Following her return to the United States in 1977, Deim had studios in San Francisco, Mendocino, and Monterey, California, in Guatemala and finally in Patzcauro, Mexico where she lived and painted for the last twenty five years of her life. It was at her home in the Tarascan village Tzuramutaro, outside of Patzcuaro, that she was interviewed and filmed for the award-winning documentary, "Ghost Bird: The Life and Art of Judith Deim". The film was produced by John Gavin and directed by Irena Salina and was named Best Documentary at several International Film Festivals as well as receiving the President's Prize for Best Film in Ajiic which included a large honorary exhibition of her work. During her years in Mexico she exhibited at the Instituto Allende and the Bellas Artes in San Miguel de Allende, as well in numerous galleries in Morelia, Mexico City and Puerta Vallarta.
Judith Deim was a dynamic and highly productive artist until the time of her death.
Solo Exhibitions during the 1940’s and 50’s
San Francisco Museum of Art
San Francisco Palace of the Legion on Honor
Santa Barbara Museum of Art
Carmel Art Association
Group Exhibitions during the 1940’s and 50’s
Carnegie International, Pittsburg
Annuals of St. Louis, Los Angeles and San Francisco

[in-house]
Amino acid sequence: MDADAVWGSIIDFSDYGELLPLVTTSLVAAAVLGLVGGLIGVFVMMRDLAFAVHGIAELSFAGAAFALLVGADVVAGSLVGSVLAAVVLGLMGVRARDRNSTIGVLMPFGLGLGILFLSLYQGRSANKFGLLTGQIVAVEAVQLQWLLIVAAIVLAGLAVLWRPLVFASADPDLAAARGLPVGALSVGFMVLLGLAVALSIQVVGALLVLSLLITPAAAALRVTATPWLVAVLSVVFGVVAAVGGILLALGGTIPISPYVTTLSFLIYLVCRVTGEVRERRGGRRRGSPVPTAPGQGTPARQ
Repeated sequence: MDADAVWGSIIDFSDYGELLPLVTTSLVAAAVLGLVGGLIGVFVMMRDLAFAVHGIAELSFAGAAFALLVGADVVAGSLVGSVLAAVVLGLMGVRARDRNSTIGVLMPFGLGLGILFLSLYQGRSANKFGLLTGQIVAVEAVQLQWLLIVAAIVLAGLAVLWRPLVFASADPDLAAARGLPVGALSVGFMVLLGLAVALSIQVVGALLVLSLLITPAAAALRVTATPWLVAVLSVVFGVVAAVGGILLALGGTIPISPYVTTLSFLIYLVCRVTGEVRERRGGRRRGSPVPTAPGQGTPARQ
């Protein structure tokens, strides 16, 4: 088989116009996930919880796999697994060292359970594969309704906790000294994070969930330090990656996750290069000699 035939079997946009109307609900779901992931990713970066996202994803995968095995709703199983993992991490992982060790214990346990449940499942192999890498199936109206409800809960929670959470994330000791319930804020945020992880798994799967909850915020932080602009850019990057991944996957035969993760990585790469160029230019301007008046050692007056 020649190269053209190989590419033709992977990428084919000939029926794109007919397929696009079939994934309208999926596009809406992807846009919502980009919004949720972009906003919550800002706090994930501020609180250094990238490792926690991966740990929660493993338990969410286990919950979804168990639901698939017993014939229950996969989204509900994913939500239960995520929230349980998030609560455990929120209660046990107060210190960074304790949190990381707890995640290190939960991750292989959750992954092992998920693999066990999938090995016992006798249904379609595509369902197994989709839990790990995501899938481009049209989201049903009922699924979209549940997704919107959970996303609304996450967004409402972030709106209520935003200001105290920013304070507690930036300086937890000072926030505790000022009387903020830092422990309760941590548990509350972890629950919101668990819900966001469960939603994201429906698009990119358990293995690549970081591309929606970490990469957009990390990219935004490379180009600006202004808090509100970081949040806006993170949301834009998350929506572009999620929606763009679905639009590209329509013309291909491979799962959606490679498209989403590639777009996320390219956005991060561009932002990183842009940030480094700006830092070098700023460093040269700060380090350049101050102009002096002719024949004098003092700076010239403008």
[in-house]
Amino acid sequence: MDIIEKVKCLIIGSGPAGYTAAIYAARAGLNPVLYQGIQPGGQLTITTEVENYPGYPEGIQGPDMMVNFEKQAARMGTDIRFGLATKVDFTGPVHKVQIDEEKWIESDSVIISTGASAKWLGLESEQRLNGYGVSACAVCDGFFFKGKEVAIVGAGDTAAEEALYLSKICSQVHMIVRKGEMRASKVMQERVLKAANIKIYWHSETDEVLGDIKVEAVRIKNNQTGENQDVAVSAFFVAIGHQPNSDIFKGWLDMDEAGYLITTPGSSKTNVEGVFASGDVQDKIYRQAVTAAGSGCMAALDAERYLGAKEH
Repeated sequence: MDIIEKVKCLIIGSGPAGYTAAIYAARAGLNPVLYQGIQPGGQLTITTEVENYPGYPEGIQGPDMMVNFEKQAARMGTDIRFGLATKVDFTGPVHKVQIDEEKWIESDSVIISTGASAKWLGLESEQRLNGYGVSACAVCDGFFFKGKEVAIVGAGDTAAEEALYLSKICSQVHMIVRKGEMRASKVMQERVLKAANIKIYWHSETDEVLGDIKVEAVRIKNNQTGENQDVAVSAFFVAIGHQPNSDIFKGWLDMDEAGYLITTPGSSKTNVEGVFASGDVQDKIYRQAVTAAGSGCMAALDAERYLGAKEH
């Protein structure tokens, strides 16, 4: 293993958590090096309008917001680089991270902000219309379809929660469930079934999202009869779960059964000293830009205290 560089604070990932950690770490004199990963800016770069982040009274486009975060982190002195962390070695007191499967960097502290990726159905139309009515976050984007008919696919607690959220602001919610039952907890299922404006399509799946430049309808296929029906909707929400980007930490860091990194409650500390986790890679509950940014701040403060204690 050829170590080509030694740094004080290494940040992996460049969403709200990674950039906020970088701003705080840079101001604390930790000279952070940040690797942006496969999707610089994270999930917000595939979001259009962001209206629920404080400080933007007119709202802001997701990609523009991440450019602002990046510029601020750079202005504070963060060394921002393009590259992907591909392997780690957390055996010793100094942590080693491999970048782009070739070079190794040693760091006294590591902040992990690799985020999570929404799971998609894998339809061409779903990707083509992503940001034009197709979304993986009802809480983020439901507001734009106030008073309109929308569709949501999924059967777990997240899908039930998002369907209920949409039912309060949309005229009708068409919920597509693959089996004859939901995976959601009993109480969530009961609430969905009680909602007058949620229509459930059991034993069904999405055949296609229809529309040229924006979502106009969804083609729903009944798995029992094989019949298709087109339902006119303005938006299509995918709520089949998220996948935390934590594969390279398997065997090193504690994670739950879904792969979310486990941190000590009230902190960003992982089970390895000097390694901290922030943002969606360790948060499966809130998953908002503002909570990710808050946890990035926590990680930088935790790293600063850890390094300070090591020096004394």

Esther Robles Gallery, Los Angeles
Marquie and Nierendorf Galleries, New York
Labaudt Gallery, San Francisco
Solo European Exhibitions during the 1960’s and 70’s
Duncan and Entremondo Galleries, Madrid
Mayer Gallery, Madrid
Argos Gallery, Seville
Stinx Gallery, Amsterdam
American Center Gallery, Tangier
Antennae Gallery, Dakar
San Jose Museum of Art, California, 1982
The Court Gallery, NY, NY, 1985
Craig Cornelius Gallery, NY, NY, 1985
The Court Gallery, NY, NY, 1987
Patzcuaro Museum, Mexico, 1988
Bellas Artes, San Miguel de Allende, Mexico, 1992
Instituto Allende, San Miguel de Allende, Mexico, 1993
Masterpiece Gallery, Carmel, California, 1994
Monterey Museum of Art, California, 1995
Robert Beck Gallery, San Anselmo, CA 1998
Hauk Fine Art, Pacific Grove, California, 2000’s
"Danza de Vida" IMC Museo de Arte Contemporanea "Alfredo Zalce", Mexico 2000
Ajijic Film Festival, Ajijic, Mexico 2001
La Folia, Patzcuaro, Michuacan, Mexico, 2005
Mina Dresden Gallery, San Francisco, CA 2006
"100th year Memorial Retrospective" Mina Dresden Gallery, San Francisco, CA 2011
"Sarabande" Skot Foreman Gallery, San Miguel de Allende, Mexico, 2014
"Casada de la Rosa", Skot Foreman Gallery, San Miguel de Allende, Mexico 2015
AWARDS & GRANTS
c.1930 McMillian Award
c. 2000 Guggenheim Fellowship Award
c. 2001 Ajijic President's Award
c. 2004 Morelia Michoacan Biennale
THE DUENDE OF JUDITH DEIM
"Duende burns the blood like powdered glass."
"Duende never repeats itself, as waves in a sea at storm do not repeat themselves."